COVID-19 is causing a disruption in child adoptions

Posted at 7:12 PM, Apr 03, 2020
and last updated 2020-04-03 19:31:26-04

LEXINGTON, Ky. (LEX 18) — Executive Director of Nightlight Christian Adoptions' Kentucky branch Dana Poynter said the agency is receiving an influx of calls from people inquiring about the adoption process.

“I think that's because they have some free time in their home," Poynter explained. "And it may be something that they've thought about for a long time that they've not taken the time to make the call to ask the questions."

Even though they’re getting more calls, the progress they can make with families is limited in some cases. They can assist families in filling out initial paperwork, but can’t finalize adoptions because they aren’t currently conducting home visits. If the child being adopted is in a different state, travel restrictions across state lines slow down the final stages of an adoption.

“I think everything's just slowed down," Poynter said. "Nothing has stopped. You know, there are still children around the world in need of families."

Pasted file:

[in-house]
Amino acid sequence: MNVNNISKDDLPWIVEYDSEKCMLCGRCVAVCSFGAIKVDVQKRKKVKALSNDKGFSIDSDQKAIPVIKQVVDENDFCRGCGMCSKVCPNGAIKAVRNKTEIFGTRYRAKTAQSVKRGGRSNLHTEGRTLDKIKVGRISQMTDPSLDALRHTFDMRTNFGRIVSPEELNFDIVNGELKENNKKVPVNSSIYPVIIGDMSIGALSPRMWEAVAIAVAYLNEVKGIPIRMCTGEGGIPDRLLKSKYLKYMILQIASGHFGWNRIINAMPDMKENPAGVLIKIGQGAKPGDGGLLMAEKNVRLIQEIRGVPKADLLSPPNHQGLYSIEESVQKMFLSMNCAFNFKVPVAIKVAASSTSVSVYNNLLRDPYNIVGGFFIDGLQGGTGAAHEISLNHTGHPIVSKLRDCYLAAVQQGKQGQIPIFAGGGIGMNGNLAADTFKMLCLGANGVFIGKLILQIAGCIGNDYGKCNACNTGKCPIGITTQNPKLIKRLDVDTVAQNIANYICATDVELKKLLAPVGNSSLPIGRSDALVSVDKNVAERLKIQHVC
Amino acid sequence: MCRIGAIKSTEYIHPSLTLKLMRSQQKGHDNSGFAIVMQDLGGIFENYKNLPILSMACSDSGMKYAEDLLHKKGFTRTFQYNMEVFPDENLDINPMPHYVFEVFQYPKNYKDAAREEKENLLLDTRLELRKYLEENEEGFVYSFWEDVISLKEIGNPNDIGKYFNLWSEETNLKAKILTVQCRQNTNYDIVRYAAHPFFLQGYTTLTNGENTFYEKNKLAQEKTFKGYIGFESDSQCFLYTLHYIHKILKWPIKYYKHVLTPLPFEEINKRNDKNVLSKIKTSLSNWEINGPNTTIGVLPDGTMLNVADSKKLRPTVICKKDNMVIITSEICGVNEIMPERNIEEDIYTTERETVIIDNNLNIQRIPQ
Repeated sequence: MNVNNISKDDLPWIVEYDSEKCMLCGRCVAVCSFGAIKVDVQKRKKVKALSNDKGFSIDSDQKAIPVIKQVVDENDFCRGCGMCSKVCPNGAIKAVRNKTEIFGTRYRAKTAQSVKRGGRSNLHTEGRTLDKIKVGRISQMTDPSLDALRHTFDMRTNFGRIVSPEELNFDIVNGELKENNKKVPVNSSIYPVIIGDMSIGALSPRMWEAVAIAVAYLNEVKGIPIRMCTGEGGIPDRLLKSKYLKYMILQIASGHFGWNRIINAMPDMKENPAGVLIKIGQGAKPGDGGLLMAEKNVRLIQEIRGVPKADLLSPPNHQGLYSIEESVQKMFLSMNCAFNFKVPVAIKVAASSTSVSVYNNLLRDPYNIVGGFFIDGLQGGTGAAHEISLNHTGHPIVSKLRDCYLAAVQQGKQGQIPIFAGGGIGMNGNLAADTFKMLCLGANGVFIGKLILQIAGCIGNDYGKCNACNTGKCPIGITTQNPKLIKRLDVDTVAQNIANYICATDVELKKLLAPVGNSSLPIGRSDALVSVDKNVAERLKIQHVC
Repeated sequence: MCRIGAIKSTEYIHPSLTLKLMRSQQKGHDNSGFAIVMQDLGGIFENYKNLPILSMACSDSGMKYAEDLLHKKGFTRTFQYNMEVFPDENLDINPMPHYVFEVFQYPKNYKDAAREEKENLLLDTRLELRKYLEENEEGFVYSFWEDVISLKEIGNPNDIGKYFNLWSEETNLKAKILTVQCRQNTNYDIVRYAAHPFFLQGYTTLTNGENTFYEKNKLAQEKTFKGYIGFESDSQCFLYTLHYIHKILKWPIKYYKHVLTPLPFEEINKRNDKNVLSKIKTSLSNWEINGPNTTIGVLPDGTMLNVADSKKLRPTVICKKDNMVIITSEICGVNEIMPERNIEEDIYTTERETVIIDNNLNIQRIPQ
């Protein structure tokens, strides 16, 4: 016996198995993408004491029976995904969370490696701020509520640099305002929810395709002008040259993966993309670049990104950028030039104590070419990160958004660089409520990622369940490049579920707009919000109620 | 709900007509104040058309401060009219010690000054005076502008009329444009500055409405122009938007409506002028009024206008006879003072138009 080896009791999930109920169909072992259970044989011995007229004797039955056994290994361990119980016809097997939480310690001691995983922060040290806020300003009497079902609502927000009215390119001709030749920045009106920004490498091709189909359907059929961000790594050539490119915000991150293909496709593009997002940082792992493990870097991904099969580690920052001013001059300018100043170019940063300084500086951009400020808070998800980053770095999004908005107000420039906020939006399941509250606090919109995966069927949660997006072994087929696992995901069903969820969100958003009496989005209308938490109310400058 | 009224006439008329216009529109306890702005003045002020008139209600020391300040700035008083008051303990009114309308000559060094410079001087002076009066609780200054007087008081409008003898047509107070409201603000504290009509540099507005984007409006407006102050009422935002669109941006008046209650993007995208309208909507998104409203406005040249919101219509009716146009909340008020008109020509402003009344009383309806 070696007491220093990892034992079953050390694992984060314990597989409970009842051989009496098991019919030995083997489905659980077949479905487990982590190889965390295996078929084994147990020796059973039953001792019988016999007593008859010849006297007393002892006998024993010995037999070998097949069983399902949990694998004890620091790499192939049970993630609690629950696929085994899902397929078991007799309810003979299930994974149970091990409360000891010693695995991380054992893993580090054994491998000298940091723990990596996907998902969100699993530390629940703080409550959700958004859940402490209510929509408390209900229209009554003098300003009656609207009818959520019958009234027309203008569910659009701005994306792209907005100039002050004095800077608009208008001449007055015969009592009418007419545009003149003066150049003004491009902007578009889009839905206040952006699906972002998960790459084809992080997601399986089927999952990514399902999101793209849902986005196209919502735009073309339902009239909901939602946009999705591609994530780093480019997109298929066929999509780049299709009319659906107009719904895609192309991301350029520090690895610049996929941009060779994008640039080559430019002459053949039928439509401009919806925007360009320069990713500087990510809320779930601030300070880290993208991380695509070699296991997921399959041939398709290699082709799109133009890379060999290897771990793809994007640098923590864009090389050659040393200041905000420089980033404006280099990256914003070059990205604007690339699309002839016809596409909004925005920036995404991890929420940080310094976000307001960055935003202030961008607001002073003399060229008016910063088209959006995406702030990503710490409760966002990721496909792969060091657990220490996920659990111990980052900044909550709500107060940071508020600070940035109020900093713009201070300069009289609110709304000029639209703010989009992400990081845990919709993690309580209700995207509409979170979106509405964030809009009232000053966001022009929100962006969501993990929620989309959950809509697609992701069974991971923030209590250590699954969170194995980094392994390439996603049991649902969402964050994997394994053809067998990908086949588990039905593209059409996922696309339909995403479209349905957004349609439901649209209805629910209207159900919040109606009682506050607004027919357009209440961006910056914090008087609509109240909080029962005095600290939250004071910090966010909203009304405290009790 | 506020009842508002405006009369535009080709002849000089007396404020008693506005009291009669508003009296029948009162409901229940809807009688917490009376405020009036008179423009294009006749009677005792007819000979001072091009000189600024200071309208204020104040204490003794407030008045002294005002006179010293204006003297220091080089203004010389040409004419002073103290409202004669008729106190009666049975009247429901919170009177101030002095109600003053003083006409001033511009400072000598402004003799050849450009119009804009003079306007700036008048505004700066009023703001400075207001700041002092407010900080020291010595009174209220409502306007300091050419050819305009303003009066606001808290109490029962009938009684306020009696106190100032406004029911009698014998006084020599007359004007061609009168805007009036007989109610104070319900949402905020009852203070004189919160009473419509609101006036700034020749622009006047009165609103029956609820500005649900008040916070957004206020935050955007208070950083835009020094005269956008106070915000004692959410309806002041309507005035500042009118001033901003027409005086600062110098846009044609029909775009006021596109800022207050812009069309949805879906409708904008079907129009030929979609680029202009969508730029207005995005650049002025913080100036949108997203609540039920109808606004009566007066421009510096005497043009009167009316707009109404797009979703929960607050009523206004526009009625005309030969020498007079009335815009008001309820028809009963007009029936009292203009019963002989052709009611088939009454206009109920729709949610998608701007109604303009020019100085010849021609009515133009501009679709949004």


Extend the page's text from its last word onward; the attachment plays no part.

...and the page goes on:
Poynter explained they’re required to conduct post-placement reports to check-in on how the child is doing in their new home. These normally involve home visits, but with Nightlight Christian Adoption employees working from home, these are being conducted virtually.

“If there was a problem with the family or if we felt the child was in danger, we would go into the home," Poynter said. "We have permission to do that from the office of the inspector general.”

International adoptions are facing different challenges. The spread of COVID-19 is leading some government offices to reduce staff or close their doors abroad, leaving some families waiting indefinitely for their child’s visa.

“They're kind of stranded in the country with this child that they don't want to leave there to come home. And they can't bring the child to the United States because they don't have the appropriate paperwork for them to cross the border into the United States,” Poynter said.

Nightlight Christian Adoptions is working with families to find ways to bring the children home, including soliciting the U.S. government for humanitarian parole.

Despite the delays and challenges her office is currently working to overcome, Poynter encouraged people to continue adopting. She noted when the pandemic ends, there will still be children in need of adoption.

If you’re interested in adopting a child, you can find more information on Nightlight Christian Adoptions’ website.